The future of fighting superbugs

Antibiotic resistance will cause 10 million deaths per year by 2050, overtaking cancer as one of the biggest health issues we’ve ever faced. With your support, RMIT is set to make antibiotic resistance a thing of the past.

With your support, RMIT is set to make antibiotic resistance a thing of the past.

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Antibiotic resistance - a global crisis

Discovered only 90 years ago, antibiotics have revolutionised medicine and transformed human health. Despite their life-saving properties, over prescription and misuse means they’re becoming less effective.

In recent years, the biggest threats are highly antibiotic resistant bacteria known as ‘superbugs’ and bacterial biofilm infections. Created when bacteria attach to a surface within the body and congregate, the biofilm essentially provides a protective ‘home’ for them to thrive in, rendering antibiotics powerless.

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A world-first solution

RMIT researchers have discovered a new way to treat bacterial infections. Led by Dr James Chapman (Chemistry Academic), Dr Vi Khanh Truong (Postdoctoral Fellow) and Dr Aaron Elbourne (Postdoctoral Fellow), the multidisciplinary team also includes RMIT School of Science PhD students like Sheeana Gangadoo. Together they have embarked on a global first, investigating the use of magnetic liquid metal nanoparticles as antibacterial agents.

“It’s a physical killing process rather than a chemical ‘antibiotic’ treatment for bacterial biofilm infections. The nanoparticles pierce and shred bacteria cells, killing the bugs and disrupting the protective house they reside in,” said Dr Chapman.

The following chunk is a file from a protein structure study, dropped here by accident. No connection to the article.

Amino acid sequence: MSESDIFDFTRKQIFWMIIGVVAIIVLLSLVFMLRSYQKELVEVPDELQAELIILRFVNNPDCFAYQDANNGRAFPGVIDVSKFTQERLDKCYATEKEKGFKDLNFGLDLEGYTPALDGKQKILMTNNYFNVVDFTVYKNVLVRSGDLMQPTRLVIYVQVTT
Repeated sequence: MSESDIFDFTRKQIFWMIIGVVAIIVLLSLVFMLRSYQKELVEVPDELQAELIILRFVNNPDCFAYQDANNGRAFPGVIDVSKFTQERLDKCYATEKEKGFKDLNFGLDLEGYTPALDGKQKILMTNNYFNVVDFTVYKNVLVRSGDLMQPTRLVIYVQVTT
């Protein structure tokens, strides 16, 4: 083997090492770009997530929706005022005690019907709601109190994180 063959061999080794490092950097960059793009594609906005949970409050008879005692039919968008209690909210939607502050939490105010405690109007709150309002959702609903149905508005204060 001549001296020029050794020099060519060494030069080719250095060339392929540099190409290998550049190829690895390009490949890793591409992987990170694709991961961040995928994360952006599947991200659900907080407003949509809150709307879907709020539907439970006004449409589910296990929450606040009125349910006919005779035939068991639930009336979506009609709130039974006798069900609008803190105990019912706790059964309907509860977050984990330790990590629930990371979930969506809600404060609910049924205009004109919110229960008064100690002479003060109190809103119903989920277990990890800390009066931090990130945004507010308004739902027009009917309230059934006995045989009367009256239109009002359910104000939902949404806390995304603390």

“Bacteria are unable to adapt or become resistant to a physical method of treatment, which is a significant advantage over medication,” said Dr Elbourne.

Future treatments

The research team are excited about the ways in which liquid metal nanoparticles could be used to treat infection. With the high rates of infection post hip and knee replacements, the liquid metal nanoparticles could be used as a spray coating on implants making them inherently antibacterial once magnetised. There is also potential for them to be developed into an injectable treatment used at the site of infection.

The team already has plans to expand this research beyond antibacterial treatment:

  • the nanoparticles could be used to treat fungal infections — the next superbugs
  • they could also be used to break through cholesteral plaques and battle heart problems
  • liquid metal nanoparticles could be injected into cancer cells stopping tumours in their tracks.


We need your support

Thanks to the generous support of the CASS ‘Contributing to Australian Scholarship and Science’ Foundation, the first year of this ground-breaking work is resulting in exciting discoveries. Their faith in this project has made world-first research happen and we are exceptionally grateful for their support.

Now we need your help to progress this research to the next stage.

Dr James Chapman
The support of RMIT donors will allow this work to transition from laboratory scale experiments to a viable, market-ready technology. We can also give the PhD students (next-generation scientists) we’re training incredible opportunities to develop as emerging experts in the field of antibacterial research. Growing this team is integral to continuing this work.

- Dr Elbourne, researcher in the School of Science

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Get in touch

Our researchers are seeking donations for this research to continue. If you would like to discuss how you can contribute, please get in touch
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Acknowledgement of country

RMIT University acknowledges the people of the Woi wurrung and Boon wurrung language groups of the eastern Kulin Nation on whose unceded lands we conduct the business of the University. RMIT University respectfully acknowledges their Ancestors and Elders, past and present. RMIT also acknowledges the Traditional Custodians and their Ancestors of the lands and waters across Australia where we conduct our business.